14
   

Fried onions. Do tell.

 
 
Ceili
 
  2  
Reply Thu 14 Jun, 2012 08:13 pm
@ehBeth,
If it's any consolation, I have never heard the term either.
Pumpernickel maybe... it's pretty brown.
ehBeth
 
  1  
Reply Thu 14 Jun, 2012 08:24 pm
@Ceili,
http://www.aussie-true-blue-recipes.com/images/pumpernickel.jpg

I can't imagine it holding up under raw onion slices, but I guess it's possible
FOUND SOUL
 
  2  
Reply Thu 14 Jun, 2012 08:39 pm
@ehBeth,
http://www.bing.com/images/search?q=pictures+of+brown+bread&qpvt=pictures+of+brown+bread&FORM=IGRE

I can't down load the photos sorry, hope the link works.

Brown bread is basically made differently, it's basically a whole wheat bread, I don't know if you have Rye bread? Or Wholemeal, Grain bread.. That's basically what it is.

http://en.wikipedia.org/wiki/Brown_bread

JTT
 
  -1  
Reply Thu 14 Jun, 2012 08:44 pm
@ehBeth,
Quote:
then you recommend eating them with brown bread - but you won't tell me what it is


It's like asking what milk is, or cheese, or hamburger.

Pretty much any bread that is brown. It can be whole wheat, 80% whole wheat, bought fresh, preferably hot from a bakery.

Quote:
your evasions are classic


You've gotta be blasted out of your brains to believe something like that, Beth. Look across the breakfast table for the king of evasions.
0 Replies
 
ehBeth
 
  2  
Reply Thu 14 Jun, 2012 08:52 pm
@FOUND SOUL,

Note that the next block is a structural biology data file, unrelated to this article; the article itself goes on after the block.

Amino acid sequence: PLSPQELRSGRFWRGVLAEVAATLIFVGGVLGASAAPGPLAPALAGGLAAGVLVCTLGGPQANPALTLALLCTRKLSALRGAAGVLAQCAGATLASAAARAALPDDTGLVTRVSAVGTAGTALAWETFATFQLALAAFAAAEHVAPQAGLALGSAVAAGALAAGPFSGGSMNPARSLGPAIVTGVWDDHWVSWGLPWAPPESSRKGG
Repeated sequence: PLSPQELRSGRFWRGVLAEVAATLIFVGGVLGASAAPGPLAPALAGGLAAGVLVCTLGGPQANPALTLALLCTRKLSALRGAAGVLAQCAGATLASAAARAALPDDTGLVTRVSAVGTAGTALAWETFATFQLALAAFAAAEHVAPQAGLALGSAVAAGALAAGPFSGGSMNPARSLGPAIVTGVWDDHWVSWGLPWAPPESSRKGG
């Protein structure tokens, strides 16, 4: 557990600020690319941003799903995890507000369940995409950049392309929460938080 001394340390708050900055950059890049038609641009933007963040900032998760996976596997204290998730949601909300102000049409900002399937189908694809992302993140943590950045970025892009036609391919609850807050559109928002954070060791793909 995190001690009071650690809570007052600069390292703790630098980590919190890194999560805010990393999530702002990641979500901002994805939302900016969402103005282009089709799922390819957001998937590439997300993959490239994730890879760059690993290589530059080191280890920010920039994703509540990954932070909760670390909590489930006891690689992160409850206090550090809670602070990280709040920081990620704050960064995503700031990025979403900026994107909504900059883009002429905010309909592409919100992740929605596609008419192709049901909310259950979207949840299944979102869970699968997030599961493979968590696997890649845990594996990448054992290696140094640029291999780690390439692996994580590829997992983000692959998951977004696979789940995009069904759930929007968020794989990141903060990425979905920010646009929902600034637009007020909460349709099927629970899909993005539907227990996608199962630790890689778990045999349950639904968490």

ok - so I look at Bing - it shows all kinds of different breads - that doesn't help (thanks for trying though)

we don't have something called wholemeal or grain bread or brown bread - rye comes in so many different formulations ... saying rye bread doesn't tell me anything about what kind of bread it is - other than one of the ingredients

it's as if someone had said - I eat my onions with cheese - what kind of cheese - there are so many types and naming conventions - if you're from a different part of the world - the terms are basically meaningless
FOUND SOUL
 
  1  
Reply Fri 15 Jun, 2012 03:04 am
@ehBeth,
Quote:
(thanks for trying though)


I'm trying.. Heard of that saying? Wink



Quote:
we don't have something called wholemeal or grain bread or brown bread - rye comes in so many different formulations


Really ? Shirt we are pushed to eat the stuff, white bread is flour, this shirt is wholesome, apparently, grains, are better for you.

Quote:
it's as if someone had said - I eat my onions with cheese - what kind of cheese - there are so many types and naming conventions - if you're from a different part of the world - the terms are basically meaningless


Totally get that. If you've never tried wholemeal or grain bread, I don't think you'll want it anyway.. It's IDK thick tasting, non appealing, Wik explains what's in it, the other link.. It's an equired taste I think..